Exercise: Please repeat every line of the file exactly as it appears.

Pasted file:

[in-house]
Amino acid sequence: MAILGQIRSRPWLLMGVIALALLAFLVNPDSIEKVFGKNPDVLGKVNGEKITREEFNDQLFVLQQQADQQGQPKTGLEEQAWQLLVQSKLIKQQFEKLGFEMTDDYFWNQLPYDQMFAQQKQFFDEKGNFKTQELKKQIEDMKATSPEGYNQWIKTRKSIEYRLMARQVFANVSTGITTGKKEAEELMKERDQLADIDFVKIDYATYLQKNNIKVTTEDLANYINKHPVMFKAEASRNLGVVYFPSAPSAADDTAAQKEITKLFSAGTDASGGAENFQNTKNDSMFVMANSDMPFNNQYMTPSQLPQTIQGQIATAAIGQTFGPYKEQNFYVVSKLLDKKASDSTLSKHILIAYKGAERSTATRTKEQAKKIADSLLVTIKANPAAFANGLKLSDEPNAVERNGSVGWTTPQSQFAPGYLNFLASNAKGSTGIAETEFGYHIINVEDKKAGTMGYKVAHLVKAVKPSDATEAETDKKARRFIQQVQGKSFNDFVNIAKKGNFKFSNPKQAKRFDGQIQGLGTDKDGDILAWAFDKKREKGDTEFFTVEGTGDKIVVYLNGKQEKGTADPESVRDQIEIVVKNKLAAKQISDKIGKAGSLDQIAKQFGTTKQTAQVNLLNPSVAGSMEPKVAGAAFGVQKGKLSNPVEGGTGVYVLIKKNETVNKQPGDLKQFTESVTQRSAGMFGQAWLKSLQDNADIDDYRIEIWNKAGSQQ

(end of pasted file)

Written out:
[in-house]
Amino acid sequence: MAILGQIRSRPWLLMGVIALALLAFLVNPDSIEKVFGKNPDVLGKVNGEKITREEFNDQLFVLQQQADQQGQPKTGLEEQAWQLLVQSKLIKQQFEKLGFEMTDDYFWNQLPYDQMFAQQKQFFDEKGNFKTQELKKQIEDMKATSPEGYNQWIKTRKSIEYRLMARQVFANVSTGITTGKKEAEELMKERDQLADIDFVKIDYATYLQKNNIKVTTEDLANYINKHPVMFKAEASRNLGVVYFPSAPSAADDTAAQKEITKLFSAGTDASGGAENFQNTKNDSMFVMANSDMPFNNQYMTPSQLPQTIQGQIATAAIGQTFGPYKEQNFYVVSKLLDKKASDSTLSKHILIAYKGAERSTATRTKEQAKKIADSLLVTIKANPAAFANGLKLSDEPNAVERNGSVGWTTPQSQFAPGYLNFLASNAKGSTGIAETEFGYHIINVEDKKAGTMGYKVAHLVKAVKPSDATEAETDKKARRFIQQVQGKSFNDFVNIAKKGNFKFSNPKQAKRFDGQIQGLGTDKDGDILAWAFDKKREKGDTEFFTVEGTGDKIVVYLNGKQEKGTADPESVRDQIEIVVKNKLAAKQISDKIGKAGSLDQIAKQFGTTKQTAQVNLLNPSVAGSMEPKVAGAAFGVQKGKLSNPVEGGTGVYVLIKKNETVNKQPGDLKQFTESVTQRSAGMFGQAWLKSLQDNADIDDYRIEIWNKAGSQQ